In deepwater drilling, a conventional large-diameter riser requires drilling vessels with large weight and space capacities, large mud volume to circulate through a riser, and many casing points because of narrow gaps between pore and fracture pressures. A large number of casing points also require a larger wellhead and a larger marine riser. These problems are inter-related and intensify as the water depth increases. Although there are some successes to set a new drilling record on water depth, it is impractical to extrapolate current technology with a marine riser to 10,000 ft water depth.
Subsea mudlift drilling (SMD) is a term used to describe an unconventional technique using a relatively small diameter pipe as a mud-return line from the seafloor instead of a large-diameter marine riser. The scheme also balances internal and external pressures at the seafloor by reducing the internal pressure to make a dual pressure gradient possible. It has potential advantages of cost and time savings and rig upgrades for deepwater applications.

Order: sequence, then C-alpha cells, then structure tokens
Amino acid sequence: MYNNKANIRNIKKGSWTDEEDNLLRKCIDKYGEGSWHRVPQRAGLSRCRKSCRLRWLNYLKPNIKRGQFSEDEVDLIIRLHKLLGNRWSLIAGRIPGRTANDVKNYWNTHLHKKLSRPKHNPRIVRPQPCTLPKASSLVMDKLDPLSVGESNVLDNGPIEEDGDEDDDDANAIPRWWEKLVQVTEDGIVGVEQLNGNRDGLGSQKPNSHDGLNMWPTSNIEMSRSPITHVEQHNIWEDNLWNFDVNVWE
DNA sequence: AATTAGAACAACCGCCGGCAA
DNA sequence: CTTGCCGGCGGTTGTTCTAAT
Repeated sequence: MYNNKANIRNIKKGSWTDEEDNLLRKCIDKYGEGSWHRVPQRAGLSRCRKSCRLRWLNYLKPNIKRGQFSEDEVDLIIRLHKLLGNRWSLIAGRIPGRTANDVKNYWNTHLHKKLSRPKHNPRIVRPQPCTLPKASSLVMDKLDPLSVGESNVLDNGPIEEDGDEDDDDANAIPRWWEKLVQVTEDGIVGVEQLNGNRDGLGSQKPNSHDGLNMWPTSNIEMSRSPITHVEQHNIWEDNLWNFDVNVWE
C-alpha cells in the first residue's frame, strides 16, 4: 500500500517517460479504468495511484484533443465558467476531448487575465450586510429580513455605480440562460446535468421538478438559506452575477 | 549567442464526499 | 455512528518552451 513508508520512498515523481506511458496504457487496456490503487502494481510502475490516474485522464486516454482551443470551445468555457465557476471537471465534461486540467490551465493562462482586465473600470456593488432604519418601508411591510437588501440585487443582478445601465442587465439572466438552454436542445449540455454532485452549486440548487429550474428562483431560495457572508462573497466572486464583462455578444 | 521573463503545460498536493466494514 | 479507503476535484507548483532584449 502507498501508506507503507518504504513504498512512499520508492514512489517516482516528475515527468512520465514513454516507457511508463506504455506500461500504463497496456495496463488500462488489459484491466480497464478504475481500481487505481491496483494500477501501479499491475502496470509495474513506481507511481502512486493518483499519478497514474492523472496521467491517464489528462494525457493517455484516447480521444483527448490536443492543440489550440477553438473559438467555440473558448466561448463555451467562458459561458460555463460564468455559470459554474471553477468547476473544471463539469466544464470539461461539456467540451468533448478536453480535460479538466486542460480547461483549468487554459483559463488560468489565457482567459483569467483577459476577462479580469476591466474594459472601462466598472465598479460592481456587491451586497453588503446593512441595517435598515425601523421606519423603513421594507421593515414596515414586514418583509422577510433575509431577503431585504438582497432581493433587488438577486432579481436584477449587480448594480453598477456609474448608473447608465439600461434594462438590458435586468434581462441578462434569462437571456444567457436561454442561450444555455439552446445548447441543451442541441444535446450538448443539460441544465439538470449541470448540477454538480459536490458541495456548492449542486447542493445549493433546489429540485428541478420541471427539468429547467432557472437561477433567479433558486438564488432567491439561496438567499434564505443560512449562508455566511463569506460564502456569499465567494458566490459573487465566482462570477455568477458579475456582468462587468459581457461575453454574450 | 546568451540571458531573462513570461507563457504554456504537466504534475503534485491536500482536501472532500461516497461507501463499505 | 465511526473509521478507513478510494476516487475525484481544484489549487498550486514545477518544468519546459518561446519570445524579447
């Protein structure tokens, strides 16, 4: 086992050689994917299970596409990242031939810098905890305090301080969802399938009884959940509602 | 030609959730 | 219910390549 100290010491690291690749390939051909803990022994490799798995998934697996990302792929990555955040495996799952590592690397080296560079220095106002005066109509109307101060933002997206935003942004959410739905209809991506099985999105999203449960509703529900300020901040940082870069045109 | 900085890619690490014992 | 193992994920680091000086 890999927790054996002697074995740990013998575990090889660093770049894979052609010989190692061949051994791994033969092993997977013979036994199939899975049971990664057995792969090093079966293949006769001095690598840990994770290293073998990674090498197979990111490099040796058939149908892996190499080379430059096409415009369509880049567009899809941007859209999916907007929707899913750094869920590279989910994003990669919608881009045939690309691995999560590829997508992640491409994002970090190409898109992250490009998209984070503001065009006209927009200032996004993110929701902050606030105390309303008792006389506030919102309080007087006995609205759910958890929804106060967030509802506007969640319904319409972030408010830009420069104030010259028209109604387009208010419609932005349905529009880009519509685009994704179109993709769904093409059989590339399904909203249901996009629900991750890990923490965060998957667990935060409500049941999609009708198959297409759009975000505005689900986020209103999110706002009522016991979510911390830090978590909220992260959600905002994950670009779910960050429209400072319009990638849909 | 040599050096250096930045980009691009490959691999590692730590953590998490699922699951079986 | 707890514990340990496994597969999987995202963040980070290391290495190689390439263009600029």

Kick detection and well control will not be hurdles for field applications of SMD. If the circulation rate is less than the maximum free-fall rate, there will be a time delay in kick detection. In this case, the circulation rate may need to be increased or a drill-string valve that provides a positive surface-pump pressure should be used. In case of transient U-tubing or fill up, other operations should be avoided for easy kick detection and well control, unless there is an accurate prediction and monitoring tool available.